10 March 2004

Iraqis learn red tape, the Indian way

Quietly, though, as opposed to sending troops, India has chosen the less glamorous task of training Iraqi bureaucrats, at the request of the US.

The first batch of 14 senior officials from Iraq arrived in India recently and are being trained at the prestigious Lal Bahadur Shastri Institute, which turns out India's vaunted and feared civil servants - officers of the Indian Administrative Services - at the Himalayan hill station of Mussourie, 340 kilometers from the capital Delhi. The Iraqis will be schooled in how to function in a democratic society, and will go through various orientation programs at most ministries, especially foreign, finance and commerce.

India has a world-wide reputation for its 9 million-strong central and state government bureaucracy, the foundations of which were honed during British rule, although it also has a reputation for excessive red tape, and being prone to corruption.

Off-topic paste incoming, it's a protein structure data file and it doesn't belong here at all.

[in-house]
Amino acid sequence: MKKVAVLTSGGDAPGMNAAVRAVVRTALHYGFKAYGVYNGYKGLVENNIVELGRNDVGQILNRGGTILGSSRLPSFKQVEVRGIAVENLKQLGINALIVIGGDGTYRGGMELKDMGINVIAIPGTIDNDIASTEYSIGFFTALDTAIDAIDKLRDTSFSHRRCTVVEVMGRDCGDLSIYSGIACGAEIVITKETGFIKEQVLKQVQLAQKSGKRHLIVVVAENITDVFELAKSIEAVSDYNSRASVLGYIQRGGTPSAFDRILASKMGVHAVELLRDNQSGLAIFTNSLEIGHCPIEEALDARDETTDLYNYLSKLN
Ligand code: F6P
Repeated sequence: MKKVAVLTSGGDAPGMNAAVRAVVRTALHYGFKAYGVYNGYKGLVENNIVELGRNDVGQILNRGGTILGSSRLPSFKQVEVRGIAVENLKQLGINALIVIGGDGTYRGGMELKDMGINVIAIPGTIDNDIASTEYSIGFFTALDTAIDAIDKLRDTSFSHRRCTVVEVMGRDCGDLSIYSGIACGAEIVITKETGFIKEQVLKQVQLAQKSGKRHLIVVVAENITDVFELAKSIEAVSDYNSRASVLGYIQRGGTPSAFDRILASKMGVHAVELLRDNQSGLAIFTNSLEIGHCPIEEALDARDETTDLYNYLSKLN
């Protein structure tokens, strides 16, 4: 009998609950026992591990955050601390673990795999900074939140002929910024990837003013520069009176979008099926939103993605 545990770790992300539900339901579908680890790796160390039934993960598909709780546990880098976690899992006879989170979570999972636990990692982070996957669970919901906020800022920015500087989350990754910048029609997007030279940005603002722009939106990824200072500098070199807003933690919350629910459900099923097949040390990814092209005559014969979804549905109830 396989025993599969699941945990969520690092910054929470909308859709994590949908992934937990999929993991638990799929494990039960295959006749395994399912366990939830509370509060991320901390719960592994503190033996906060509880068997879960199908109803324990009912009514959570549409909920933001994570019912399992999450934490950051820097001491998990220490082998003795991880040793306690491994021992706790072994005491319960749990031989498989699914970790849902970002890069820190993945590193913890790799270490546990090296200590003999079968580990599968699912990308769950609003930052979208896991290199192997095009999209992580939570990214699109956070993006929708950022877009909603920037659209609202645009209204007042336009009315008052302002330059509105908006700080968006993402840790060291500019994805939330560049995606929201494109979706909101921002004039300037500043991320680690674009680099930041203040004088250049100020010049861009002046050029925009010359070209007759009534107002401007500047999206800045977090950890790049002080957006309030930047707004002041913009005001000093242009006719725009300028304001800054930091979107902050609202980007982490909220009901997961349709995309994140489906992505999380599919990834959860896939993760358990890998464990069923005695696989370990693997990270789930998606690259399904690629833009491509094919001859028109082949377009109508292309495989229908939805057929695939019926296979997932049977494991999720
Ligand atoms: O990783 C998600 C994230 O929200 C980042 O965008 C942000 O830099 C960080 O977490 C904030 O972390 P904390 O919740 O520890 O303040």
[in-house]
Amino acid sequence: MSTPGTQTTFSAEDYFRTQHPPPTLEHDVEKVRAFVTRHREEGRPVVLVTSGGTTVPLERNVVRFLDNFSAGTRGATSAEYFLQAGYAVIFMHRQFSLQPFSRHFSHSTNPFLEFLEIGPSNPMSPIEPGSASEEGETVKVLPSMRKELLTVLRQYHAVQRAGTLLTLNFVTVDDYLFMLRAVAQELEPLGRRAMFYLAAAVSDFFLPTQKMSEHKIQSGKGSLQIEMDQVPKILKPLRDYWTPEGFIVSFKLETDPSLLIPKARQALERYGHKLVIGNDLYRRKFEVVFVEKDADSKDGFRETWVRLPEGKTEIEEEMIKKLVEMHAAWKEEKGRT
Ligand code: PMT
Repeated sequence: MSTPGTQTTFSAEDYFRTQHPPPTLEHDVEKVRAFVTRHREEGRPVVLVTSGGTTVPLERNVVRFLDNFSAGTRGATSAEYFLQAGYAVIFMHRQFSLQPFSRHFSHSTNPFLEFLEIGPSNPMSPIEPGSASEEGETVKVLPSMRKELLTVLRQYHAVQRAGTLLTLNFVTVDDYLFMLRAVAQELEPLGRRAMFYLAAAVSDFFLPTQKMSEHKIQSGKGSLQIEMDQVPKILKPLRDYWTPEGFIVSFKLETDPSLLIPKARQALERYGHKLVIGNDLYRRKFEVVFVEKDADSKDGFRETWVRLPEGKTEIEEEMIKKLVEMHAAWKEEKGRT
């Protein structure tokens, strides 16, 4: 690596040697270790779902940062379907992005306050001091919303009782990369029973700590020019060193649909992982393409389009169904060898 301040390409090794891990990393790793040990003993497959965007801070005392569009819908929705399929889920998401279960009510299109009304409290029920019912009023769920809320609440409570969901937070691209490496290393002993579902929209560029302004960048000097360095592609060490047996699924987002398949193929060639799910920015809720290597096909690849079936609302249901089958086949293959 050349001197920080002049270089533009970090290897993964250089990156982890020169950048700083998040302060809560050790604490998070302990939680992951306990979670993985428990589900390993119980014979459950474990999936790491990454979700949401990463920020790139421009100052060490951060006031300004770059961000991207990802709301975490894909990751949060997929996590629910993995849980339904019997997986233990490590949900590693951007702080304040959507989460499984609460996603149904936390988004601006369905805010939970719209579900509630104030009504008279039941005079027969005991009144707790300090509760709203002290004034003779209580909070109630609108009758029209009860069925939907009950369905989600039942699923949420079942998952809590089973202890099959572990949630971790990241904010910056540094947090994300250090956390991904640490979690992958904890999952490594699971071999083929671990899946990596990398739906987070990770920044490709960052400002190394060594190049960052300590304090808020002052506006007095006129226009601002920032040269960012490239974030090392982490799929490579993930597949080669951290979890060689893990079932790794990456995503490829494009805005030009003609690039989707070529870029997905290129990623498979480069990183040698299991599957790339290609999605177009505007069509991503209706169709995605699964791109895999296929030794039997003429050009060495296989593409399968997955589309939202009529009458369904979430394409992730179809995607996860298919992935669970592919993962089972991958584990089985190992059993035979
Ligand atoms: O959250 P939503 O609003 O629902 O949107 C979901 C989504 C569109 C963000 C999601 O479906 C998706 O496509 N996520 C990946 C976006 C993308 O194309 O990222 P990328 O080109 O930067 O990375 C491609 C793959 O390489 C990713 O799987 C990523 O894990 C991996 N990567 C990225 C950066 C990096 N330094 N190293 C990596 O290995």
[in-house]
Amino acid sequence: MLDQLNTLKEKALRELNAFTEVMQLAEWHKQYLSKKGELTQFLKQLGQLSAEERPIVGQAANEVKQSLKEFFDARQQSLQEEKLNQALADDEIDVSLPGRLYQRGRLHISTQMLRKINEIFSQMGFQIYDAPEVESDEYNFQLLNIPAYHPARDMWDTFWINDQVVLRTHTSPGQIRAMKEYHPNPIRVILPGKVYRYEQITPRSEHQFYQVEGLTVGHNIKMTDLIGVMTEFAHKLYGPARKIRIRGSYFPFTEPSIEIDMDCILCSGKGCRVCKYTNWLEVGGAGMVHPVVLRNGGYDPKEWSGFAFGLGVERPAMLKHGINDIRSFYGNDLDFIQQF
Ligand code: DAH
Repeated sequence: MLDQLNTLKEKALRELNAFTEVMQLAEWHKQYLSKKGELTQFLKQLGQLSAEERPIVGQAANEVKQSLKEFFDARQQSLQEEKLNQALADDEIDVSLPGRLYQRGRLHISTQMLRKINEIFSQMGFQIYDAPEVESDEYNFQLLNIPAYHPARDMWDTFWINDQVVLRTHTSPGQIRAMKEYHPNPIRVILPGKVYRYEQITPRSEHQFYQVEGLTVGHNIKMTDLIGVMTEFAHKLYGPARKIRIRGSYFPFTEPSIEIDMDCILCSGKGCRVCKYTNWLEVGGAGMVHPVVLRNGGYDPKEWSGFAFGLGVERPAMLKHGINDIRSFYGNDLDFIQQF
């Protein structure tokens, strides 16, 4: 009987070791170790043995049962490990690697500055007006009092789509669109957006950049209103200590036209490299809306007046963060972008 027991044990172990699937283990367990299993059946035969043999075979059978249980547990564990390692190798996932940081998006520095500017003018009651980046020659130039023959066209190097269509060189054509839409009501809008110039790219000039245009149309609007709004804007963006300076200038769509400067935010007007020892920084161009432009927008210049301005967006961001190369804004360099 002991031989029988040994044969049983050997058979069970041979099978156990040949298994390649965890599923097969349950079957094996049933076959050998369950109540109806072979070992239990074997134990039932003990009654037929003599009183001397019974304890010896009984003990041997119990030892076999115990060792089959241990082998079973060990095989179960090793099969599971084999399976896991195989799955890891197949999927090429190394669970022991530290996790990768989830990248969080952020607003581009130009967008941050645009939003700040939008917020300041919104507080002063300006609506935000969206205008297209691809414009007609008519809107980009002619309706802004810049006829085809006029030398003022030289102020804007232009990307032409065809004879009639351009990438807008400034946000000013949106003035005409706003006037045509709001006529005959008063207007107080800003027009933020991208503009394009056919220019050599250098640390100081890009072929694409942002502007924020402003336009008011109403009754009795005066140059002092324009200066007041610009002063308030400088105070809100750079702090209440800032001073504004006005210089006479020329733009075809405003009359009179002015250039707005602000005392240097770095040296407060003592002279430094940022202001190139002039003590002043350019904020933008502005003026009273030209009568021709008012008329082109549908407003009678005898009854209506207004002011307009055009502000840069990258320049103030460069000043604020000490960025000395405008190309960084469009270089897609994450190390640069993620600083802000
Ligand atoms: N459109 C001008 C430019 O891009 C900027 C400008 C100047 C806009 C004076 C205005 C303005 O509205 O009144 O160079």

J N Dikshit, a retired foreign secretary, says that the Iraqi officers will not only receive training in administration, but in diplomacy as well. A senior officer from the Iraqi group, who requested not to be named, commented that there is a feeling among many officials in Iraq that the US-led war was precipitated in part by Iraq's diplomatic failures. He says that perhaps the war and the consequent miseries of the Iraqis could have been avoided with mature diplomacy, rather than saber rattling.

This is a hopeful, if small, sign that things in Iraq will improve over the next few months. It seems to me that getting the nuts-and-bolts right is as important as the large and sexy issues like the new Temporary Administrative Law or dealing with the underlying security problem.

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